Memorization and the Play-Through

Getting to the spot in a new piece of music where I can play it through without stopping is always a thrill.  After yesterday’s lesson I am much closer on this newest piece – we worked through the remaining section of the Third Movement of Seitz’s Fifth Concerto, a flowing stretch of slurred sixteenth notes that is challenging but no worse than other things I’m playing from the earlier concerto movements.  I’m pretty sure this is the week I’ll be able to make the play-through happen.

The new section of sixteenths leads right into a double stop extravaganza that I’m still struggling mightily with.  Interestingly, I’ve almost got the double-stops section memorized, which is fine, I suppose.  But my need to memorize challenging passages to successfully play them through smoothly is something I’m beginning to wonder about.  I think the reason for the need is two-fold.  First, there’s my overall skill level, which will increase over time and is to be expected.  But the other reason is that I am not the best at sight-reading music.  That second bit will come as no surprise to fellow Suzuki players – the method prioritizes aural learning.

This memorization need is a trend for me. I am noticing that as I work up the more difficult sections of my pieces, I generally tend to memorize them somewhat quickly versus playing from the music.  Contrast those difficult sections with slower, “easier” passages, which I don’t memorize nearly so readily; I continue to sight-read them for much longer.  In many cases I haven’t memorized them at all.  A good example is my simple arrangement of “Danny Boy” – not in the Suzuki Repertoire, but it’s a piece I was fairly obsessed with for a while.  I worked with the music for a very long time.  I do have it memorized now, but it took me far, far longer to get that simple tune into my brain than these complicated Bach and Seitz bits.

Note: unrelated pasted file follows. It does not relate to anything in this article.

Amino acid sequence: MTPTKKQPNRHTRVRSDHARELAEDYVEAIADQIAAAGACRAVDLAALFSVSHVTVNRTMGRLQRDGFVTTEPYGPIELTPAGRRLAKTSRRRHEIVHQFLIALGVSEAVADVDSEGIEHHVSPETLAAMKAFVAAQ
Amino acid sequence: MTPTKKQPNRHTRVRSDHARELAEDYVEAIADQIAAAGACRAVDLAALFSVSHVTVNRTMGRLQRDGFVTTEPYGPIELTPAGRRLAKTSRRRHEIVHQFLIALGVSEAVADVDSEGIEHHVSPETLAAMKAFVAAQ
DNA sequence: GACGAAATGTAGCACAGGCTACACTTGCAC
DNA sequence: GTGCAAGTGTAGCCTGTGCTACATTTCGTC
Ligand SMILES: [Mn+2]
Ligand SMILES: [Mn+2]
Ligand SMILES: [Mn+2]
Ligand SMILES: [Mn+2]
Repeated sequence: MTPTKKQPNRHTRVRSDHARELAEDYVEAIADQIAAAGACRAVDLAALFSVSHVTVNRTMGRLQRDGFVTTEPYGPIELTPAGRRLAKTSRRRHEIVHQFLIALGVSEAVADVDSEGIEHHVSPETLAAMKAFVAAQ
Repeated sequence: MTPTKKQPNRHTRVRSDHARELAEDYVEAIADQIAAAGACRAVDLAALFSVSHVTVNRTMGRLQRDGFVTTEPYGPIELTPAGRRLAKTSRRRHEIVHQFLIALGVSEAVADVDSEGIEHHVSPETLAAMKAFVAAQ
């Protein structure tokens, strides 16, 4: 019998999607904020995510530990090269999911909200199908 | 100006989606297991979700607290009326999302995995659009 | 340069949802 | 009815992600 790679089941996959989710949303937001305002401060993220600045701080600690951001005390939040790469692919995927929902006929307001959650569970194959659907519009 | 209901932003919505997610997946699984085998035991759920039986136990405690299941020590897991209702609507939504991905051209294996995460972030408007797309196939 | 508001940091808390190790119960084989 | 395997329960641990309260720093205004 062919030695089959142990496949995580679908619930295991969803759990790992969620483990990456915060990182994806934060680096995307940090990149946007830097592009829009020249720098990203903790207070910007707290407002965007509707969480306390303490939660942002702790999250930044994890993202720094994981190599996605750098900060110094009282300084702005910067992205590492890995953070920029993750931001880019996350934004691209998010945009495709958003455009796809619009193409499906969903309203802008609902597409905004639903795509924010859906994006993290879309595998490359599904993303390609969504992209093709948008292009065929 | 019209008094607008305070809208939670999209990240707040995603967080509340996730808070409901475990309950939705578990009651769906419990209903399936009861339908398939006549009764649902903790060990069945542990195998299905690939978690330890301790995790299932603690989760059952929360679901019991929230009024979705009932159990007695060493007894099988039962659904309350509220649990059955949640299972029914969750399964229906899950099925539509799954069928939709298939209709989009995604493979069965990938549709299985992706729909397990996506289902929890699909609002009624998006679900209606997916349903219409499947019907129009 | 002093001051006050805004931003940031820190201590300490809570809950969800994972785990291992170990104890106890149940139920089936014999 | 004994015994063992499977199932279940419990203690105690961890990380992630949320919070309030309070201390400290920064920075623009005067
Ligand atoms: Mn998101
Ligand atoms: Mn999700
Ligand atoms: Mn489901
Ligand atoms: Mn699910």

Thanks for reading.



  1. Bardiac · · Reply

    I find that I memorize the harder parts “more quickly” because I do blocked practice with them a lot. So I may play a hard part 15 times in a practice session, and the part that’s way easier, 2 times (just to get to the hard part in a final attempt at a play through, perhaps). My teacher also gives me the hard part to work on before working on a piece (so I’ll be working on really getting the previous piece, and starting with three or four hard measures of a new piece), and that has a similar effect.

    It sounds like you’re really coming along with this piece! (I’m… not jealous, but happily hoping I’ll get there, too, someday, if that makes sense.) I’m working on pre-vibrato exercises… so difficult!

  2. I found I didn’t work on vibrato for a long time even though I probably should have been because I was frustrated with the slow rate of progress. Somehow I finally just started forcing myself….but my progress there is still so slow – we’ll get there!

Leave a Reply

Fill in your details below or click an icon to log in: Logo

You are commenting using your account. Log Out /  Change )

Facebook photo

You are commenting using your Facebook account. Log Out /  Change )

Connecting to %s

%d bloggers like this: